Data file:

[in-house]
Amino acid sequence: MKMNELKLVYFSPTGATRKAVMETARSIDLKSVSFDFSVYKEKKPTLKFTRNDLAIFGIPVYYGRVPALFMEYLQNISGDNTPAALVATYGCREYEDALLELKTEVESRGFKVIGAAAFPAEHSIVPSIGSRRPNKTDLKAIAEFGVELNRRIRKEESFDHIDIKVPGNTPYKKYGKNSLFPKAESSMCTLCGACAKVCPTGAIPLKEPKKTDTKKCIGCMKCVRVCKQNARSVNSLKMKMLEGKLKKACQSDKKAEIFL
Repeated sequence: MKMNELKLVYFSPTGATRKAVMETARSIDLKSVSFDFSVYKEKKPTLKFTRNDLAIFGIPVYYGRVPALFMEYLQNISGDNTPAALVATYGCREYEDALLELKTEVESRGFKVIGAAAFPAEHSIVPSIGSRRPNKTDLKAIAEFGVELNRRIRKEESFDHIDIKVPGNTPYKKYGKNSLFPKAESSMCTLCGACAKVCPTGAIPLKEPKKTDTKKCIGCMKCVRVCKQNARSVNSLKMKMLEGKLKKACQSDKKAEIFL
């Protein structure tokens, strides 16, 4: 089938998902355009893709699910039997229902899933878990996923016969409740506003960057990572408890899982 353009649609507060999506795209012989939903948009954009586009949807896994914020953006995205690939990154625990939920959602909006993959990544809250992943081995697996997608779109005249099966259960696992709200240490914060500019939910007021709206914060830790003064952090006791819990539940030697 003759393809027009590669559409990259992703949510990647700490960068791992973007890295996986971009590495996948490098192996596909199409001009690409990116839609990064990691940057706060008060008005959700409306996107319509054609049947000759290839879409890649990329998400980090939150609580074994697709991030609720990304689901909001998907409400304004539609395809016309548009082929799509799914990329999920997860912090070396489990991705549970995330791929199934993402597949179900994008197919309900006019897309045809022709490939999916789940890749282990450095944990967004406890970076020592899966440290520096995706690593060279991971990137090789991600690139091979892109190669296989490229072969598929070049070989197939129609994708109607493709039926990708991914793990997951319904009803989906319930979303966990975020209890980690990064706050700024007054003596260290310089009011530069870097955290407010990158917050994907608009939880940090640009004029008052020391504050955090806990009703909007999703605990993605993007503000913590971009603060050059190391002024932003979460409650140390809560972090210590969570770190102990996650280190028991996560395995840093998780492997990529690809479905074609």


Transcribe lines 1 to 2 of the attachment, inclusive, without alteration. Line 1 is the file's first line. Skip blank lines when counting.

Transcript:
[in-house]
Amino acid sequence: MKMNELKLVYFSPTGATRKAVMETARSIDLKSVSFDFSVYKEKKPTLKFTRNDLAIFGIPVYYGRVPALFMEYLQNISGDNTPAALVATYGCREYEDALLELKTEVESRGFKVIGAAAFPAEHSIVPSIGSRRPNKTDLKAIAEFGVELNRRIRKEESFDHIDIKVPGNTPYKKYGKNSLFPKAESSMCTLCGACAKVCPTGAIPLKEPKKTDTKKCIGCMKCVRVCKQNARSVNSLKMKMLEGKLKKACQSDKKAEIFL